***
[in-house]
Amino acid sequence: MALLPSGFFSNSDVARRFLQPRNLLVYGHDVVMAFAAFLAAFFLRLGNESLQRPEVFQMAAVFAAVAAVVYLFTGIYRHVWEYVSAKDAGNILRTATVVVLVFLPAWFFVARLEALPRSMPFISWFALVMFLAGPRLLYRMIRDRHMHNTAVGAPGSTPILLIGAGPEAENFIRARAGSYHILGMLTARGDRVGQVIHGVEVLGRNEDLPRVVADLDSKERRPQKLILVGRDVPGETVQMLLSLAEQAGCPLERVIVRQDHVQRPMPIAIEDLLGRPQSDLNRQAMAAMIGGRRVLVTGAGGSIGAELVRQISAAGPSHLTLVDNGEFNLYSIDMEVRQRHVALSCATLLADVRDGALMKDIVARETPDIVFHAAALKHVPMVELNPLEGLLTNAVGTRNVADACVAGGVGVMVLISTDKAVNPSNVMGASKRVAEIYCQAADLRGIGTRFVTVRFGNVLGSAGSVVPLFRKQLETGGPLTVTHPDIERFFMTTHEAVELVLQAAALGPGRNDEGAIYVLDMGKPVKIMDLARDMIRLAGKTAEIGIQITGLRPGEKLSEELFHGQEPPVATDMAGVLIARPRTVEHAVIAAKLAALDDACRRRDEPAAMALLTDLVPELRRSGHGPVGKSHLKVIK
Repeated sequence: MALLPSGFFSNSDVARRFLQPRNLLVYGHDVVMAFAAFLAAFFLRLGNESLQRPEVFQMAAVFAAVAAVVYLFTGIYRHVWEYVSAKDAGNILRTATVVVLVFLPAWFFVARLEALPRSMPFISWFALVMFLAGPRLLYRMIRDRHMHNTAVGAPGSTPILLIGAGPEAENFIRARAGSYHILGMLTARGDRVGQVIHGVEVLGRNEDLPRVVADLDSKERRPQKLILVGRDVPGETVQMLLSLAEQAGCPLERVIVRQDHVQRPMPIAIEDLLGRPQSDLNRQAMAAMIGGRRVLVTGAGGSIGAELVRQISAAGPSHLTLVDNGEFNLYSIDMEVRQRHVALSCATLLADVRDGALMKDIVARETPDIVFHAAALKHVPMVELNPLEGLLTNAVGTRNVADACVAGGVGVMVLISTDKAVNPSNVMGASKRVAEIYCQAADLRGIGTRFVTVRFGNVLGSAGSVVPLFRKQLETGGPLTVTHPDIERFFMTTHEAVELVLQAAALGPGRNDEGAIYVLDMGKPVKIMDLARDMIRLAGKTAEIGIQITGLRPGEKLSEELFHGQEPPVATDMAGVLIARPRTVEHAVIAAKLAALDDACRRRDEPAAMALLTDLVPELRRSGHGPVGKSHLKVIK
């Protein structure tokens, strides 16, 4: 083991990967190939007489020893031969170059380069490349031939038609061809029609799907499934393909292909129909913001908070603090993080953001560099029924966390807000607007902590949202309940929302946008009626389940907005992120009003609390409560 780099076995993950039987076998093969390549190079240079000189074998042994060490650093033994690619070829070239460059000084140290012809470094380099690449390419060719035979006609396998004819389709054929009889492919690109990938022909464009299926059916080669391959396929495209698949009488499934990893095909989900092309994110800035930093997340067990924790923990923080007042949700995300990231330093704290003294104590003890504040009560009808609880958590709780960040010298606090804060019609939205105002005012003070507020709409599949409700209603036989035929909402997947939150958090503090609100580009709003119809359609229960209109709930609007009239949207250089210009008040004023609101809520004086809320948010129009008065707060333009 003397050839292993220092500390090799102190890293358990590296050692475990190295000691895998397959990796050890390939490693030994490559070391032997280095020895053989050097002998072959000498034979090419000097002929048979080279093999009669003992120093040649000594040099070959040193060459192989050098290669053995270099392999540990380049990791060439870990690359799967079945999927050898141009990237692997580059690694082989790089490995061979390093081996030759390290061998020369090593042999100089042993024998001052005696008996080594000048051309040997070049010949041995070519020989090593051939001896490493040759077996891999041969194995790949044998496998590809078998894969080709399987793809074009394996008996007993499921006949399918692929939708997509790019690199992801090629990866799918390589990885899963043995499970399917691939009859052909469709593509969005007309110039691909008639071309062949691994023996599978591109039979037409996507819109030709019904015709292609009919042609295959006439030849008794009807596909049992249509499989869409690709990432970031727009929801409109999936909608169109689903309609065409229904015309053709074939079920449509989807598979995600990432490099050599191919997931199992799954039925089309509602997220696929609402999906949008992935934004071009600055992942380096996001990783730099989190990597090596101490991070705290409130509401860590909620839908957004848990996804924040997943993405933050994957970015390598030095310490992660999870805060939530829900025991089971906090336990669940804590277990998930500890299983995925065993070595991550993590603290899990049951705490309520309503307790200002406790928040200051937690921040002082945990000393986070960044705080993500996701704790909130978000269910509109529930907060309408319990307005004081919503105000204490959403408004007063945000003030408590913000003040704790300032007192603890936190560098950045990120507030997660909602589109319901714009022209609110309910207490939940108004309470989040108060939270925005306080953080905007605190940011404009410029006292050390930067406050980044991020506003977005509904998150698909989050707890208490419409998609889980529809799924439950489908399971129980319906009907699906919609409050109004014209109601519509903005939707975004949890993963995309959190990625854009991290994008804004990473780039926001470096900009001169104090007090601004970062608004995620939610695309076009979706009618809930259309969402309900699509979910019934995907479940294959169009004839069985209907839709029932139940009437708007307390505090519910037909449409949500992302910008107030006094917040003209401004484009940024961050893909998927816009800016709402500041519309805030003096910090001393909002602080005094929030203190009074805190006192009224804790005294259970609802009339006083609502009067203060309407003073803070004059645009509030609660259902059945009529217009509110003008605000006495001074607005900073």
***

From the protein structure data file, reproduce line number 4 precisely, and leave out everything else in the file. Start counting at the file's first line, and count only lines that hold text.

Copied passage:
């Protein structure tokens, strides 16, 4: 083991990967190939007489020893031969170059380069490349031939038609061809029609799907499934393909292909129909913001908070603090993080953001560099029924966390807000607007902590949202309940929302946008009626389940907005992120009003609390409560 780099076995993950039987076998093969390549190079240079000189074998042994060490650093033994690619070829070239460059000084140290012809470094380099690449390419060719035979006609396998004819389709054929009889492919690109990938022909464009299926059916080669391959396929495209698949009488499934990893095909989900092309994110800035930093997340067990924790923990923080007042949700995300990231330093704290003294104590003890504040009560009808609880958590709780960040010298606090804060019609939205105002005012003070507020709409599949409700209603036989035929909402997947939150958090503090609100580009709003119809359609229960209109709930609007009239949207250089210009008040004023609101809520004086809320948010129009008065707060333009 003397050839292993220092500390090799102190890293358990590296050692475990190295000691895998397959990796050890390939490693030994490559070391032997280095020895053989050097002998072959000498034979090419000097002929048979080279093999009669003992120093040649000594040099070959040193060459192989050098290669053995270099392999540990380049990791060439870990690359799967079945999927050898141009990237692997580059690694082989790089490995061979390093081996030759390290061998020369090593042999100089042993024998001052005696008996080594000048051309040997070049010949041995070519020989090593051939001896490493040759077996891999041969194995790949044998496998590809078998894969080709399987793809074009394996008996007993499921006949399918692929939708997509790019690199992801090629990866799918390589990885899963043995499970399917691939009859052909469709593509969005007309110039691909008639071309062949691994023996599978591109039979037409996507819109030709019904015709292609009919042609295959006439030849008794009807596909049992249509499989869409690709990432970031727009929801409109999936909608169109689903309609065409229904015309053709074939079920449509989807598979995600990432490099050599191919997931199992799954039925089309509602997220696929609402999906949008992935934004071009600055992942380096996001990783730099989190990597090596101490991070705290409130509401860590909620839908957004848990996804924040997943993405933050994957970015390598030095310490992660999870805060939530829900025991089971906090336990669940804590277990998930500890299983995925065993070595991550993590603290899990049951705490309520309503307790200002406790928040200051937690921040002082945990000393986070960044705080993500996701704790909130978000269910509109529930907060309408319990307005004081919503105000204490959403408004007063945000003030408590913000003040704790300032007192603890936190560098950045990120507030997660909602589109319901714009022209609110309910207490939940108004309470989040108060939270925005306080953080905007605190940011404009410029006292050390930067406050980044991020506003977005509904998150698909989050707890208490419409998609889980529809799924439950489908399971129980319906009907699906919609409050109004014209109601519509903005939707975004949890993963995309959190990625854009991290994008804004990473780039926001470096900009001169104090007090601004970062608004995620939610695309076009979706009618809930259309969402309900699509979910019934995907479940294959169009004839069985209907839709029932139940009437708007307390505090519910037909449409949500992302910008107030006094917040003209401004484009940024961050893909998927816009800016709402500041519309805030003096910090001393909002602080005094929030203190009074805190006192009224804790005294259970609802009339006083609502009067203060309407003073803070004059645009509030609660259902059945009529217009509110003008605000006495001074607005900073």